Prevalence of linezolid-resistant organisms among patients admitted to a tertiary hospital for critical care or dialysis

Ir J Med Sci. 2021 Sep 10. doi: 10.1007/s11845-021-02773-2. Online ahead of print.

ABSTRACT

BACKGROUND: Linezolid is an oxazolidinone antimicrobial regarded as a "last resort" antimicrobial, used typically for treatment of Gram-positive bacterial infections. It is acknowledged that prevalence of resistance to linezolid is increasing in Europe. In Ireland, a number of outbreaks of linezolid-resistant isolates have been reported, including an outbreak at the location for this study, the Intensive Care Unit (ICU) of University Hospital Limerick (UHL).

METHODS: The Chromagar™ Lin-R selective medium was validated using a panel of linezolid-sensitive and linezolid-resistant strains. Subsequently, the prevalence exercise focused on a convenience sample of patients (n = 159) in critical care wards, ICU (n = 23) and High-Dependency Unit (HDU, n = 51), in addition to patients undergoing dialysis therapy (n = 77). Eight additional patients had specimens collected when attending more than one location. Growth on Chromagar™ Lin-R agar was followed by drug sensitivity testing by disc diffusion and minimum inhibitory concentration (MIC) testing.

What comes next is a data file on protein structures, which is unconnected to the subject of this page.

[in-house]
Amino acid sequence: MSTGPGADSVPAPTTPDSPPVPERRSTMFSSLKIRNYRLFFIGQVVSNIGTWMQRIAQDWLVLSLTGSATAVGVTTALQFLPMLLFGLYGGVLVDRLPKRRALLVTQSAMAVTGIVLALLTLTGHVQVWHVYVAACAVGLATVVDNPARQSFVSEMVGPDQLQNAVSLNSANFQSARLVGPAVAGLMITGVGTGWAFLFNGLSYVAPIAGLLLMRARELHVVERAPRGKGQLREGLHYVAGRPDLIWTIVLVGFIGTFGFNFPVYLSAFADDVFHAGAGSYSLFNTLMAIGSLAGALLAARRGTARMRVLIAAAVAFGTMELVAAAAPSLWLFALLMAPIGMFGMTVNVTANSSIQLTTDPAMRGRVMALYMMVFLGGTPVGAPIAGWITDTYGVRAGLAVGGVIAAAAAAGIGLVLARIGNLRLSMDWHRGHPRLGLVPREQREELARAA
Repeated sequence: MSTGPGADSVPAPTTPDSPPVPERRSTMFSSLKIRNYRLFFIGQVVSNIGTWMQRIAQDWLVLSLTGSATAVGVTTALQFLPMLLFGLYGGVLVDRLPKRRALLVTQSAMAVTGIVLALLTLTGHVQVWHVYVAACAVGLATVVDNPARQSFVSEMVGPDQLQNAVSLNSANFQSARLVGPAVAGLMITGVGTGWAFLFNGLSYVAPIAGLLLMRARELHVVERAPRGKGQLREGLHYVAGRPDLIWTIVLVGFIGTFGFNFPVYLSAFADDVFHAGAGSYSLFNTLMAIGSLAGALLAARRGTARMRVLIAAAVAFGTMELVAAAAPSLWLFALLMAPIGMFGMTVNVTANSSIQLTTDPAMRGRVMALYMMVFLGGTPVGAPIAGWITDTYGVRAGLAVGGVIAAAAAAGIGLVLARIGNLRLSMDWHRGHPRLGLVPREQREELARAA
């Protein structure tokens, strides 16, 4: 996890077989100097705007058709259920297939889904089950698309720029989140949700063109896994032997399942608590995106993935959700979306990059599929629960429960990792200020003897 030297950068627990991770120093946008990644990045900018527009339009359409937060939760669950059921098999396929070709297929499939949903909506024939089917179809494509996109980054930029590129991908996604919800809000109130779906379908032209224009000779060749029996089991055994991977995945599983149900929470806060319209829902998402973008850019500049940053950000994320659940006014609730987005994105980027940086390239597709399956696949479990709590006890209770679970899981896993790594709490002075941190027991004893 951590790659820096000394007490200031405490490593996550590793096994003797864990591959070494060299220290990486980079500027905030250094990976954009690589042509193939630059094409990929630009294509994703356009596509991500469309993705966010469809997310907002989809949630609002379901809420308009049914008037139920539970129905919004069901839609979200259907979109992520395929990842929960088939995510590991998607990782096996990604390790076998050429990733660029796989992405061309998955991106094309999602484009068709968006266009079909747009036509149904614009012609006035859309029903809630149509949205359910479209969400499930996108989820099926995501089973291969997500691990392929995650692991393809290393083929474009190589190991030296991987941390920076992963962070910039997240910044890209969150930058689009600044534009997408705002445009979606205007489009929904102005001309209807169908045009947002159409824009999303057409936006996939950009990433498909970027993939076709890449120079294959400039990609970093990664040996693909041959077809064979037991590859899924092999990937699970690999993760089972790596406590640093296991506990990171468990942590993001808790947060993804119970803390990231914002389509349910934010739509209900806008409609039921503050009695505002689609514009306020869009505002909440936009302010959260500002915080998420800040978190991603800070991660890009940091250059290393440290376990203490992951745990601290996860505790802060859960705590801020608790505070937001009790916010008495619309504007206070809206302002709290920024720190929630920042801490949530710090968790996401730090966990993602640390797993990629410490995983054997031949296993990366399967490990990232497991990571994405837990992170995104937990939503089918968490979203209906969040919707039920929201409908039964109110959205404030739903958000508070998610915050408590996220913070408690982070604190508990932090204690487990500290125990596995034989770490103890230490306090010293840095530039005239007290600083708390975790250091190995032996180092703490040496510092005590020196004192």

RESULTS: A validation exercise was performed on 23 isolates: seven target and sixteen non-target organisms. Isolates performed as intended (100% sensitivity, 100% specificity). For the prevalence study, of 398 tests, 40 resulted in growth of non-target organisms (specificity approx. 90%). A sole patient (1/159) was identified as colonized by a linezolid-resistant Staphylococcus epidermidis, a prevalence of 0.63%. Molecular investigation confirmed presence of the G2576T mutation in the 23S rRNA.

CONCLUSION: While this point prevalence study identified extremely low carriage of linezolid-resistant bacteria, it remains prudent to maintain vigilance as reports of outbreaks associated with linezolid-resistant S. epidermidis (LRSE) in European critical care units are increasing.

PMID:34505273 | DOI:10.1007/s11845-021-02773-2